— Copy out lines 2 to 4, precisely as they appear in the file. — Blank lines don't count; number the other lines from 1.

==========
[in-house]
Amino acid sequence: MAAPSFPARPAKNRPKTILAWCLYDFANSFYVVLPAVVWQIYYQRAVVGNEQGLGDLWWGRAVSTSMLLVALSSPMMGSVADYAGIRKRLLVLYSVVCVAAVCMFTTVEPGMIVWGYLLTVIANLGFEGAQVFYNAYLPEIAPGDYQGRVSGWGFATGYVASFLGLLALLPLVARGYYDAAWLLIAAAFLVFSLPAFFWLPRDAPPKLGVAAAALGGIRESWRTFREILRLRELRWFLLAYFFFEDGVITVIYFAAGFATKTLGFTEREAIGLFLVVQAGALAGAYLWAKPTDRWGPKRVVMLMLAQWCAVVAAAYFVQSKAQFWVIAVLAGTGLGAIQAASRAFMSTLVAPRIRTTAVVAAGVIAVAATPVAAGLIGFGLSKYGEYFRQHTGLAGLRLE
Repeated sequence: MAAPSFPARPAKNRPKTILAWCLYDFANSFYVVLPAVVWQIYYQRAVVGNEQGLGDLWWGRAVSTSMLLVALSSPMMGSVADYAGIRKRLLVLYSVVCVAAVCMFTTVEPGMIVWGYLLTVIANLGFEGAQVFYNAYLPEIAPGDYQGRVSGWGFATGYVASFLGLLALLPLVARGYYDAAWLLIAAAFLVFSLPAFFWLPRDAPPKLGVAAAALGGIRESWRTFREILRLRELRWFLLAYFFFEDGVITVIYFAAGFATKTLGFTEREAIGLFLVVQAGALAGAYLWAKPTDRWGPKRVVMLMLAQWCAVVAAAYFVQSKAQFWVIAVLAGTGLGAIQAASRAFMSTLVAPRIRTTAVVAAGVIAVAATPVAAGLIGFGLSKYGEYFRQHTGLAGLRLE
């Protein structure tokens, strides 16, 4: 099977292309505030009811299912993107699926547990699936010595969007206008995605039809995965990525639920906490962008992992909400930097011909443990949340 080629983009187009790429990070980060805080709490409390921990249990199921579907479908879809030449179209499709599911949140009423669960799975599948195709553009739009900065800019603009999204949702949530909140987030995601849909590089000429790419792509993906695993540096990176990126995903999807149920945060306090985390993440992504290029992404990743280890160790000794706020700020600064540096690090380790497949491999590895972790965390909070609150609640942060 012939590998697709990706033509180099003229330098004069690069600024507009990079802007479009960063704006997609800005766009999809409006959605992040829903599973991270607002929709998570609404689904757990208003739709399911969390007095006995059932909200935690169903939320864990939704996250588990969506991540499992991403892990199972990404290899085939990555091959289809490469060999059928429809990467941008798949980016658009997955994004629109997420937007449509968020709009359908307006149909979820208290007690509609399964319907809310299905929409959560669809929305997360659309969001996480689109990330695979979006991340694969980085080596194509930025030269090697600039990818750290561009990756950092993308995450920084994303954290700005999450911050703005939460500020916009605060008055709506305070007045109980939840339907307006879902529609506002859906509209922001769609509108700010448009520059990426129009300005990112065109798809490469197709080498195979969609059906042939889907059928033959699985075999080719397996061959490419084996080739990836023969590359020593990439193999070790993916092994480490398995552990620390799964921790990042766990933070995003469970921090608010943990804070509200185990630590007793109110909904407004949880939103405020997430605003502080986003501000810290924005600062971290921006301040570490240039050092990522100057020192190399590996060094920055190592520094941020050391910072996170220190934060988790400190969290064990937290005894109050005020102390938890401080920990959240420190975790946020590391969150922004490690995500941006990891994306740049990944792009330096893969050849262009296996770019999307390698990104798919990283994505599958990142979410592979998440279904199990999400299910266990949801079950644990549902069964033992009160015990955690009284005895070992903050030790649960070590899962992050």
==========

Amino acid sequence: MAAPSFPARPAKNRPKTILAWCLYDFANSFYVVLPAVVWQIYYQRAVVGNEQGLGDLWWGRAVSTSMLLVALSSPMMGSVADYAGIRKRLLVLYSVVCVAAVCMFTTVEPGMIVWGYLLTVIANLGFEGAQVFYNAYLPEIAPGDYQGRVSGWGFATGYVASFLGLLALLPLVARGYYDAAWLLIAAAFLVFSLPAFFWLPRDAPPKLGVAAAALGGIRESWRTFREILRLRELRWFLLAYFFFEDGVITVIYFAAGFATKTLGFTEREAIGLFLVVQAGALAGAYLWAKPTDRWGPKRVVMLMLAQWCAVVAAAYFVQSKAQFWVIAVLAGTGLGAIQAASRAFMSTLVAPRIRTTAVVAAGVIAVAATPVAAGLIGFGLSKYGEYFRQHTGLAGLRLE
Repeated sequence: MAAPSFPARPAKNRPKTILAWCLYDFANSFYVVLPAVVWQIYYQRAVVGNEQGLGDLWWGRAVSTSMLLVALSSPMMGSVADYAGIRKRLLVLYSVVCVAAVCMFTTVEPGMIVWGYLLTVIANLGFEGAQVFYNAYLPEIAPGDYQGRVSGWGFATGYVASFLGLLALLPLVARGYYDAAWLLIAAAFLVFSLPAFFWLPRDAPPKLGVAAAALGGIRESWRTFREILRLRELRWFLLAYFFFEDGVITVIYFAAGFATKTLGFTEREAIGLFLVVQAGALAGAYLWAKPTDRWGPKRVVMLMLAQWCAVVAAAYFVQSKAQFWVIAVLAGTGLGAIQAASRAFMSTLVAPRIRTTAVVAAGVIAVAATPVAAGLIGFGLSKYGEYFRQHTGLAGLRLE
């Protein structure tokens, strides 16, 4: 099977292309505030009811299912993107699926547990699936010595969007206008995605039809995965990525639920906490962008992992909400930097011909443990949340 080629983009187009790429990070980060805080709490409390921990249990199921579907479908879809030449179209499709599911949140009423669960799975599948195709553009739009900065800019603009999204949702949530909140987030995601849909590089000429790419792509993906695993540096990176990126995903999807149920945060306090985390993440992504290029992404990743280890160790000794706020700020600064540096690090380790497949491999590895972790965390909070609150609640942060 012939590998697709990706033509180099003229330098004069690069600024507009990079802007479009960063704006997609800005766009999809409006959605992040829903599973991270607002929709998570609404689904757990208003739709399911969390007095006995059932909200935690169903939320864990939704996250588990969506991540499992991403892990199972990404290899085939990555091959289809490469060999059928429809990467941008798949980016658009997955994004629109997420937007449509968020709009359908307006149909979820208290007690509609399964319907809310299905929409959560669809929305997360659309969001996480689109990330695979979006991340694969980085080596194509930025030269090697600039990818750290561009990756950092993308995450920084994303954290700005999450911050703005939460500020916009605060008055709506305070007045109980939840339907307006879902529609506002859906509209922001769609509108700010448009520059990426129009300005990112065109798809490469197709080498195979969609059906042939889907059928033959699985075999080719397996061959490419084996080739990836023969590359020593990439193999070790993916092994480490398995552990620390799964921790990042766990933070995003469970921090608010943990804070509200185990630590007793109110909904407004949880939103405020997430605003502080986003501000810290924005600062971290921006301040570490240039050092990522100057020192190399590996060094920055190592520094941020050391910072996170220190934060988790400190969290064990937290005894109050005020102390938890401080920990959240420190975790946020590391969150922004490690995500941006990891994306740049990944792009330096893969050849262009296996770019999307390698990104798919990283994505599958990142979410592979998440279904199990999400299910266990949801079950644990549902069964033992009160015990955690009284005895070992903050030790649960070590899962992050």